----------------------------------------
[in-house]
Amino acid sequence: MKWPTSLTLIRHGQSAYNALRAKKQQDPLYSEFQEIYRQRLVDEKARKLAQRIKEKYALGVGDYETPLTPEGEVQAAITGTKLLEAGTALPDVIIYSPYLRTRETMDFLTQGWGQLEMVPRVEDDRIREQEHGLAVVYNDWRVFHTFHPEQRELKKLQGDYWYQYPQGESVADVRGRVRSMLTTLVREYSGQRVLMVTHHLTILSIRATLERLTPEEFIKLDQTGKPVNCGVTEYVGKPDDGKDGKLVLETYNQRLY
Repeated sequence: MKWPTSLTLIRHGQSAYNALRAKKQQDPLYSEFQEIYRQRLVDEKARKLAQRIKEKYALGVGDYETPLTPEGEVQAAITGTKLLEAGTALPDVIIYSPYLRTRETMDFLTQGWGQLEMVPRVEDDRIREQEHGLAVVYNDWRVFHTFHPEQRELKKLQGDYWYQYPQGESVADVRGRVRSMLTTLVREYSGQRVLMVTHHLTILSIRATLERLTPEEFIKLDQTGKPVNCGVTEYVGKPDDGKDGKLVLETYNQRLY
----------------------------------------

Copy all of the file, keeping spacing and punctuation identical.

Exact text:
[in-house]
Amino acid sequence: MKWPTSLTLIRHGQSAYNALRAKKQQDPLYSEFQEIYRQRLVDEKARKLAQRIKEKYALGVGDYETPLTPEGEVQAAITGTKLLEAGTALPDVIIYSPYLRTRETMDFLTQGWGQLEMVPRVEDDRIREQEHGLAVVYNDWRVFHTFHPEQRELKKLQGDYWYQYPQGESVADVRGRVRSMLTTLVREYSGQRVLMVTHHLTILSIRATLERLTPEEFIKLDQTGKPVNCGVTEYVGKPDDGKDGKLVLETYNQRLY
Repeated sequence: MKWPTSLTLIRHGQSAYNALRAKKQQDPLYSEFQEIYRQRLVDEKARKLAQRIKEKYALGVGDYETPLTPEGEVQAAITGTKLLEAGTALPDVIIYSPYLRTRETMDFLTQGWGQLEMVPRVEDDRIREQEHGLAVVYNDWRVFHTFHPEQRELKKLQGDYWYQYPQGESVADVRGRVRSMLTTLVREYSGQRVLMVTHHLTILSIRATLERLTPEEFIKLDQTGKPVNCGVTEYVGKPDDGKDGKLVLETYNQRLY